Good luck.

xylem8 Mon 15-Jul-13 17:27:55

the trouble with independent schools is they have a vested interest in telling parents what they want to hear.was his primary a private school too.I don't believe their sats tests are marked externally like state schools and therefore open to manipulation/exaggeration.
The school will be discussing things to get a clear picture before phoning you back.At our school the children do YELLIS testing at the start of Y10 which feeds into grade predictions in a big way.If your son has ability, it will out!
Also bear in mind a sensible school would put your child in a lower set and then move him up, rather than put him in a high set and risk having to move him down.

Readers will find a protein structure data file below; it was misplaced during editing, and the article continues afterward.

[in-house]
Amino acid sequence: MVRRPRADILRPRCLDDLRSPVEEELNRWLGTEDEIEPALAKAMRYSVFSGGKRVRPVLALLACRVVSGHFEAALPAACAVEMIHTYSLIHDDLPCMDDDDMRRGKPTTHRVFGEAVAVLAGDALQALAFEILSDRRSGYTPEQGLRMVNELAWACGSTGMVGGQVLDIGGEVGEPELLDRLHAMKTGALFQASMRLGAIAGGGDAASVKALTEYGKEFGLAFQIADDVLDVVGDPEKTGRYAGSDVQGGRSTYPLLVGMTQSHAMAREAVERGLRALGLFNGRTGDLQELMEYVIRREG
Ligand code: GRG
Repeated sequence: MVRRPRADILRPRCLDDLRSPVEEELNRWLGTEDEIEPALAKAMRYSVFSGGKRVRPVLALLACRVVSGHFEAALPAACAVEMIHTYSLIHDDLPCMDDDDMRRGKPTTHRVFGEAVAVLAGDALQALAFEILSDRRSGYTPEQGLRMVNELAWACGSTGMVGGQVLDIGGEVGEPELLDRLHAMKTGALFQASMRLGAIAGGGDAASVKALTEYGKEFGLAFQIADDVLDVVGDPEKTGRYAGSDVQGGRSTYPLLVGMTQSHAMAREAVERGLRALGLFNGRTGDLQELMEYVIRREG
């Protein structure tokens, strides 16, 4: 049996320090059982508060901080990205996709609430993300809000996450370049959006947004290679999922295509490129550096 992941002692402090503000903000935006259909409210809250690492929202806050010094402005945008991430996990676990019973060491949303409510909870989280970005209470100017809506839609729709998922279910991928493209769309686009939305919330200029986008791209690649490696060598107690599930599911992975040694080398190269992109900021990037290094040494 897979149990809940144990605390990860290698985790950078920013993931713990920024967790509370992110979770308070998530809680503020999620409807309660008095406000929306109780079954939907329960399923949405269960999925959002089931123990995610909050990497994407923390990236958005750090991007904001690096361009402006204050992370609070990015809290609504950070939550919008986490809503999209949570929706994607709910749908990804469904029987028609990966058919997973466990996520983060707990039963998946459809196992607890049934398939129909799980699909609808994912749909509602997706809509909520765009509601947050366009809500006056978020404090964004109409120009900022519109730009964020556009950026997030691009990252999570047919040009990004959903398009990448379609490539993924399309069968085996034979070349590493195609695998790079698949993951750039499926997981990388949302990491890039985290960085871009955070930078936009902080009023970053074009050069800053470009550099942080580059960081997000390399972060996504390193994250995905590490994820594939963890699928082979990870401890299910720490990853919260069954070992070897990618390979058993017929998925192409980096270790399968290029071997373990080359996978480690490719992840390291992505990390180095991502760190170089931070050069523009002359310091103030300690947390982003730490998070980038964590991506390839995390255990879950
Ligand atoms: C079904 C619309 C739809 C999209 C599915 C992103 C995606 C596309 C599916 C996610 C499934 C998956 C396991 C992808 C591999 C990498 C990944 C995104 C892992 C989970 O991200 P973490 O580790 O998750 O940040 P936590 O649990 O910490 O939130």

eatyourveg Mon 15-Jul-13 17:34:20

Private schools around here have broken up. They may not be ringing back quickly because they have broken up and its just the office staff that are in - they may have had to forward a message but the staff on leave won't be checking messages every single day.

tiredaftertwo Mon 15-Jul-13 17:37:51

With maths, the topics build on what has gone before so it is not always easy to move children once the course has started - they may not have the building blocks. Subjects with discrete topics may be easier.

It would be much better to resolve this now, one way or the other, IMO.

LIZS Mon 15-Jul-13 17:39:13

I didn't get the impression it was a private school now . However agree relevant staff may be tied up with trips, sports events, end of term preparations etc.

eatyourveg Mon 15-Jul-13 19:09:49

my fault - sorry. Can see that the OP mentions the primary was private but no mention of secondary